Thanks to it’s secret sauce, way-to-perfect algorithm and addictive interface, TikTok has become the place to learn new things to make your WFH life better, your butt look better and your pasta more baked feta-y. But TikTok’s influence has most recently stepped into the realm of the bathroom, bringing users some relatable constipation content involving a “either you know, you know” trick for getting your more stubborn number twos to move.
In the video, posted by user Ambria Alice Walter-Field, she asked about some of the pros that come with being a vagina-owner and brought up the situation: “You know when you’re struggling to go for a ‘P-O-O’ and you just [she gestured a thumb and finger pop maneuver] and then it’s fine.”
Commenters on the original post reacted with a mix of “oh, me too!” and “what? you can do that?” (to be fair, the term my friends had for this was “pussy popping your poop out” — but it’s actual name “splinting” or “perineal pressure” is way less crude.)
In the follow up video the next day, Walter-Field elaborated: “When you’re constipated, and your poop is there but you can’t quite push it out—it’s like turtling—just put your thumb in your vagina. You can feel the poop and you can just pop it out.”
But, like, is this good for you?
Per University of Michigan, Perianal Pressure/Splinting is a technique that can allow you to “move the stool out of the anal canal” without strain (which can cause more damage to your downstairs plumbing.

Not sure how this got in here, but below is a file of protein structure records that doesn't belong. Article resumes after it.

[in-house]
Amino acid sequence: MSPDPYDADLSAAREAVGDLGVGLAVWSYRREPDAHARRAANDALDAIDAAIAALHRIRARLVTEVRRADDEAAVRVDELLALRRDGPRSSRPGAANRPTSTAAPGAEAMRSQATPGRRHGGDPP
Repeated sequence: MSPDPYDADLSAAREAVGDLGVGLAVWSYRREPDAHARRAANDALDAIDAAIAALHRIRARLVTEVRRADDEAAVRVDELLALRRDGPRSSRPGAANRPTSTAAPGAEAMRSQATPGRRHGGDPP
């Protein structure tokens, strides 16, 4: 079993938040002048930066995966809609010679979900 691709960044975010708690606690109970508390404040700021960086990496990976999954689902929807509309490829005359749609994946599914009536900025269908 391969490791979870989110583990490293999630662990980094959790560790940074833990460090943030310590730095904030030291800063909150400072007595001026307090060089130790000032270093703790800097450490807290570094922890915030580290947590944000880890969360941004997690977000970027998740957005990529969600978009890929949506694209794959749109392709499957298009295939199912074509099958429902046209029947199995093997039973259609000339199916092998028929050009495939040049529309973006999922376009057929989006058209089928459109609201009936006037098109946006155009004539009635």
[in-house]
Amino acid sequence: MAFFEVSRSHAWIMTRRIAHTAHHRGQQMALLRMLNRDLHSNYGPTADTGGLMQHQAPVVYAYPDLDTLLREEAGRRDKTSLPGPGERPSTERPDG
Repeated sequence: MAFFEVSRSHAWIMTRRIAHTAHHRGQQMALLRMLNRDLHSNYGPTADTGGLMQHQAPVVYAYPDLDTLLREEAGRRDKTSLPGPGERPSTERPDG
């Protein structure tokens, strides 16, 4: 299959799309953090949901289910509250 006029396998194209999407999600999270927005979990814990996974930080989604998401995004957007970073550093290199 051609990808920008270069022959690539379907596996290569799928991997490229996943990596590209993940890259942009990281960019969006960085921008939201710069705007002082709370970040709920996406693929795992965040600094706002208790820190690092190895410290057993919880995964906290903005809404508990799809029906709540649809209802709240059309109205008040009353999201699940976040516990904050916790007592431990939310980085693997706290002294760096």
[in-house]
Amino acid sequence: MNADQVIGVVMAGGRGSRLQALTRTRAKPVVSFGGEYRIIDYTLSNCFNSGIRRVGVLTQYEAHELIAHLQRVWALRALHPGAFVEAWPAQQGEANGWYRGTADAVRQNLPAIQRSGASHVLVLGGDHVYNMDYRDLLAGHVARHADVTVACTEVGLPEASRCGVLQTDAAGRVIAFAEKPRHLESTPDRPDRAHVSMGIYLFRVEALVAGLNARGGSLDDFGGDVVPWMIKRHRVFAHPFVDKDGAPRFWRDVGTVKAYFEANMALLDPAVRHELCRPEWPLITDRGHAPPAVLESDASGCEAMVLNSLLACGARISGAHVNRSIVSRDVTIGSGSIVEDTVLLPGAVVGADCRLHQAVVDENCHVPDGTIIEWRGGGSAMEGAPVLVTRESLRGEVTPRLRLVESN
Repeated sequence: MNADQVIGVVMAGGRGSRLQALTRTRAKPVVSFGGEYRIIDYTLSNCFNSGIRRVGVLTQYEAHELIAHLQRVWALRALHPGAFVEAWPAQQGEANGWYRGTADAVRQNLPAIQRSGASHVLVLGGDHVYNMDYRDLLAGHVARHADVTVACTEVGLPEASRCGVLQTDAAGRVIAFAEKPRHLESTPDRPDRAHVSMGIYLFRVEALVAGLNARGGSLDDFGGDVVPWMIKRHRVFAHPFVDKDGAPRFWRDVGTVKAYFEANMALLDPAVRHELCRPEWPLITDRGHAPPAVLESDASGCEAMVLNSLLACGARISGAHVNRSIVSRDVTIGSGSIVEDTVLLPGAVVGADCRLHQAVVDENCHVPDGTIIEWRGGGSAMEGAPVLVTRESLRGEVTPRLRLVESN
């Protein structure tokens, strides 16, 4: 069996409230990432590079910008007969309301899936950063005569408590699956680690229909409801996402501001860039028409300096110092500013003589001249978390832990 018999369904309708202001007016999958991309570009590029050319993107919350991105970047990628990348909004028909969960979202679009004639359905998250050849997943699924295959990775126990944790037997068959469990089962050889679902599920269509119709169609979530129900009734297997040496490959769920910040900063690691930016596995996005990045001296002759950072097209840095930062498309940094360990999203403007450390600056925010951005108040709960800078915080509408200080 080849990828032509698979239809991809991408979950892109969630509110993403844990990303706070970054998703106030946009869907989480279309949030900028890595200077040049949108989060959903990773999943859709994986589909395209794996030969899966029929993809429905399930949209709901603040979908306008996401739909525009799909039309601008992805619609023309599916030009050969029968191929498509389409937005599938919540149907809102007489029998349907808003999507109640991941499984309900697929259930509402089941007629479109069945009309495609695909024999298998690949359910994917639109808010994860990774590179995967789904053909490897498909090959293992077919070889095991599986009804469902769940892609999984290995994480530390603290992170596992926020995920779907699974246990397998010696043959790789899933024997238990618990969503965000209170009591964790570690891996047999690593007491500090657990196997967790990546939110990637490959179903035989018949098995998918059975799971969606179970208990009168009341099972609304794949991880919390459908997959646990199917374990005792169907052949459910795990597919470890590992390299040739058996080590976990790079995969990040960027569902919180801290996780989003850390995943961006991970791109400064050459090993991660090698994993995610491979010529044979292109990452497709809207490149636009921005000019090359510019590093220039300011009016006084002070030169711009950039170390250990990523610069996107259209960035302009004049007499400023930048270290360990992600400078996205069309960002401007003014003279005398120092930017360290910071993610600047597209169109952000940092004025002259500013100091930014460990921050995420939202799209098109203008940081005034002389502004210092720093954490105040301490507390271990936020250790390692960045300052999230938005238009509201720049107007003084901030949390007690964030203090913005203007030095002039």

“Sometimes it is difficult to have a bowel movement without straining. Straining to have a bowel movement can cause problems with weakening of the pelvic floor, causing rectoceles, pelvic organ prolapses and hemorrhoids,” they write. Citing the optional accessories of lube, a rubber glove or a tampon if you’re squeamish about just using your finger as is) they recommend the following procedure: “Lubricate your finger (1 or 2 fingers) or tampon (optional), insert into your vagina, and press back against the anus. This should help push the stool in your anal canal out.”
And Is it bad for you? No! It’s a technique that’s useful to know about and necessary in certain situations — but if you’re finding that every bowel movement (or even a consistent number of them) are requiring this extra technique and that you’re at risk of frequently straining when you’re trying to go to the bathroom, you may want to consider some dietary changes, maybe score yourself a good toilet ottoman and, most importantly, have a talk with your doctor about your poop experiences and concerns. After all, your poop can tell you a lot about your overall health!
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